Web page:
Ken Arkind on the rise of the viral poet
The first time I saw a poetry slam I thought it was really stupid. I was at the Mercury Cafe in Denver, Colorado. There were more performers than audience members. It felt like an AA meeting where people scored the addicts after they spoke. I watched a soul-patched man in a Disturbed t-shirt cry when his poem was not well received.
Two years later, I attended the American National Poetry Slam in Minneapolis. NPS is a week-long event, where teams of poets from different cities compete for a national title and barely enough prize money to pay for the trip. The rules are the same as at the local level: Five randomly selected members of the audience are given score cards which they use to judge the poets on a scale from 1-10. The audience is encouraged to boo or cheer for the scores given. Even at the finals, which can often draw around 2000 people, the judges are randomly selected.
There were thousands of people in the room, and all of them were actively giving a shit about poetry. Even if it was only for the length of that slam, they were engaged, and it was because of some stupid, arbitrary game. The slam was the least important part of it, merely the foil around the burrito. And I love burritos.
Inspired by my experience, I returned home wanting to do poetry slams. The following year I made in onto my first Denver Slam Team. In 2006, I won the American National Poetry Slam. I also won the prestigious Grand Slam at the Nuyorican Poets Cafe in New York City. Despite this success, my most important slam venture was my work as the founding director and coach of a youth poetry program in Denver named Minor Disturbance, which won back-to-back world titles at the Brave New Voices International Youth Poetry Slam Festival.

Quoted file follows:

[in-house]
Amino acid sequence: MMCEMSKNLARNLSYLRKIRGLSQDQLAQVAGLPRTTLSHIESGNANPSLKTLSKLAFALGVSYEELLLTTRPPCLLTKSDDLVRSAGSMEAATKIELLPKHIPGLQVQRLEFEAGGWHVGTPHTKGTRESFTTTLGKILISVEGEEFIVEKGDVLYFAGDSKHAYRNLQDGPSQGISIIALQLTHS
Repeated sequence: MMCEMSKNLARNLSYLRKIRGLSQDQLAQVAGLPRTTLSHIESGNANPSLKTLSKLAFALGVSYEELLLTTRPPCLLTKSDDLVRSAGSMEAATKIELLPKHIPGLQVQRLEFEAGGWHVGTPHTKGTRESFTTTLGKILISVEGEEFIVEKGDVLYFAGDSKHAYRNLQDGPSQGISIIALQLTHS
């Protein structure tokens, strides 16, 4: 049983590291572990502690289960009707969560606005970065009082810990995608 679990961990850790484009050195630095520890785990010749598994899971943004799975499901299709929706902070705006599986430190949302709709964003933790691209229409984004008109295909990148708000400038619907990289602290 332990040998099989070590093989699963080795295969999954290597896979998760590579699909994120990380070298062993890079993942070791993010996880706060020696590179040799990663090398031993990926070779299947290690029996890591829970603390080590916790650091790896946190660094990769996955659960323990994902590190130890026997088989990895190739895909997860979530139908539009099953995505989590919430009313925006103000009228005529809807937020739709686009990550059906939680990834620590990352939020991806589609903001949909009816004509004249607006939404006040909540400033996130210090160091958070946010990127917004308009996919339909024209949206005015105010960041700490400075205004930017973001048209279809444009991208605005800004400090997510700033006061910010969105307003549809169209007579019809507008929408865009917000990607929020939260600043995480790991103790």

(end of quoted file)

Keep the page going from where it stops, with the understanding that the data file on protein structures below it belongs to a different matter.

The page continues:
Slam opened up doorways for me to become a full time touring poet and arts educator. I’ve been signed to several agencies that book me as a speaker and performer at colleges and universities. I have toured internationally, or at least to Britain and many of its former territories. I’ve even published two books. I have been very fortunate.
Going from a poet paying his rent by cooking at a vegan restaurant to a poet paying his rent with poetry took years of hard work and luck. In a time when a single poem posted online can garner millions of views and catapult a poet to instant, viral fame, I recall years of touring slam venues for very little pay, hosting local events for other touring acts and self-publishing chapbooks. For lack of a better term, I hustled. Having high quality, recorded footage of my own work was something didn't consider, seeking it only when the agency requested it. A poet now, however, might have footage circulating online after their very first performance; might win the love of the internet before winning a single slam.
There have always been poetry videos on YouTube since its inception. Channels such as SpeakEasy NYC produced great content from the New York scene. Poets would often post their own footage. Denver poet Kate Makkai was arguably the first slam poet to ever reach one million views on YouTube with a recording of her poem “Pretty.” Back in 2006, another Denver original, Podslam.org, touted itself as the first ever online slam venue. Poets were filmed performing in a studio. Viewers visited the site to vote for their favourite. Podslam.org faltered pretty quickly. The content was exclusive to the website which made it hard to share and spread the word. Overall, it was a great concept but possibly ahead of its time.